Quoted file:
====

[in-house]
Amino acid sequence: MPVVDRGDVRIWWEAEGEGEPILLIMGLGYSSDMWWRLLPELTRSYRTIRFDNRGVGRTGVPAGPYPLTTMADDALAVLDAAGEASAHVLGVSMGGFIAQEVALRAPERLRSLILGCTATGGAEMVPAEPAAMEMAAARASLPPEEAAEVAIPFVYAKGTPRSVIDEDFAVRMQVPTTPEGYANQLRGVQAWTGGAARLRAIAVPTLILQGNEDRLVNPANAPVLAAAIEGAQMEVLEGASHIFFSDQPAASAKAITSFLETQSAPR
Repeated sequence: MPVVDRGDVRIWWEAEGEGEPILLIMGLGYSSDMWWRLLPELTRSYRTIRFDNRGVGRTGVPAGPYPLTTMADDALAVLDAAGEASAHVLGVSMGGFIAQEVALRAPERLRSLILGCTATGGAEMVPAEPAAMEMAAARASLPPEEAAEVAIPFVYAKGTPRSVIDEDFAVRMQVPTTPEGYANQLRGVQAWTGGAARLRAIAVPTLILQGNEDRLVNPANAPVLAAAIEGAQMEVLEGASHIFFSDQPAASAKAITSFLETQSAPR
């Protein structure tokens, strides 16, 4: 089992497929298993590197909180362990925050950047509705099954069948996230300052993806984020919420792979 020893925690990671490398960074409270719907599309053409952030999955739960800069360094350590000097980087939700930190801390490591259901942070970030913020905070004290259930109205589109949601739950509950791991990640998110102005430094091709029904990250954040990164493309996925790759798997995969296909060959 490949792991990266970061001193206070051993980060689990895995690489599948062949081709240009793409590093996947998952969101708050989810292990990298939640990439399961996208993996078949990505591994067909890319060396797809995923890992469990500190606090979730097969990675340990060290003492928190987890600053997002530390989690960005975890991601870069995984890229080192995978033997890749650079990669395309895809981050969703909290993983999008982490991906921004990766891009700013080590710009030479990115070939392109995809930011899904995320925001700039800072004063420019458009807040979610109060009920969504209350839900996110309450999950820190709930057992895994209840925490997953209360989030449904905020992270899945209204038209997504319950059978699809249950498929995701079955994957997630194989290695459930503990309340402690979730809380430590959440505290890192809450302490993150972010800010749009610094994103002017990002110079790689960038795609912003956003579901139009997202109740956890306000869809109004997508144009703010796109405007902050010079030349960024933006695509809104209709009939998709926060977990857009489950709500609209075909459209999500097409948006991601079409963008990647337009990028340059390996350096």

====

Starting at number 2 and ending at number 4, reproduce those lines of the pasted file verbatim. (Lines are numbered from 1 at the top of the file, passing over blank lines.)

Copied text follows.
Amino acid sequence: MPVVDRGDVRIWWEAEGEGEPILLIMGLGYSSDMWWRLLPELTRSYRTIRFDNRGVGRTGVPAGPYPLTTMADDALAVLDAAGEASAHVLGVSMGGFIAQEVALRAPERLRSLILGCTATGGAEMVPAEPAAMEMAAARASLPPEEAAEVAIPFVYAKGTPRSVIDEDFAVRMQVPTTPEGYANQLRGVQAWTGGAARLRAIAVPTLILQGNEDRLVNPANAPVLAAAIEGAQMEVLEGASHIFFSDQPAASAKAITSFLETQSAPR
Repeated sequence: MPVVDRGDVRIWWEAEGEGEPILLIMGLGYSSDMWWRLLPELTRSYRTIRFDNRGVGRTGVPAGPYPLTTMADDALAVLDAAGEASAHVLGVSMGGFIAQEVALRAPERLRSLILGCTATGGAEMVPAEPAAMEMAAARASLPPEEAAEVAIPFVYAKGTPRSVIDEDFAVRMQVPTTPEGYANQLRGVQAWTGGAARLRAIAVPTLILQGNEDRLVNPANAPVLAAAIEGAQMEVLEGASHIFFSDQPAASAKAITSFLETQSAPR
């Protein structure tokens, strides 16, 4: 089992497929298993590197909180362990925050950047509705099954069948996230300052993806984020919420792979 020893925690990671490398960074409270719907599309053409952030999955739960800069360094350590000097980087939700930190801390490591259901942070970030913020905070004290259930109205589109949601739950509950791991990640998110102005430094091709029904990250954040990164493309996925790759798997995969296909060959 490949792991990266970061001193206070051993980060689990895995690489599948062949081709240009793409590093996947998952969101708050989810292990990298939640990439399961996208993996078949990505591994067909890319060396797809995923890992469990500190606090979730097969990675340990060290003492928190987890600053997002530390989690960005975890991601870069995984890229080192995978033997890749650079990669395309895809981050969703909290993983999008982490991906921004990766891009700013080590710009030479990115070939392109995809930011899904995320925001700039800072004063420019458009807040979610109060009920969504209350839900996110309450999950820190709930057992895994209840925490997953209360989030449904905020992270899945209204038209997504319950059978699809249950498929995701079955994957997630194989290695459930503990309340402690979730809380430590959440505290890192809450302490993150972010800010749009610094994103002017990002110079790689960038795609912003956003579901139009997202109740956890306000869809109004997508144009703010796109405007902050010079030349960024933006695509809104209709009939998709926060977990857009489950709500609209075909459209999500097409948006991601079409963008990647337009990028340059390996350096």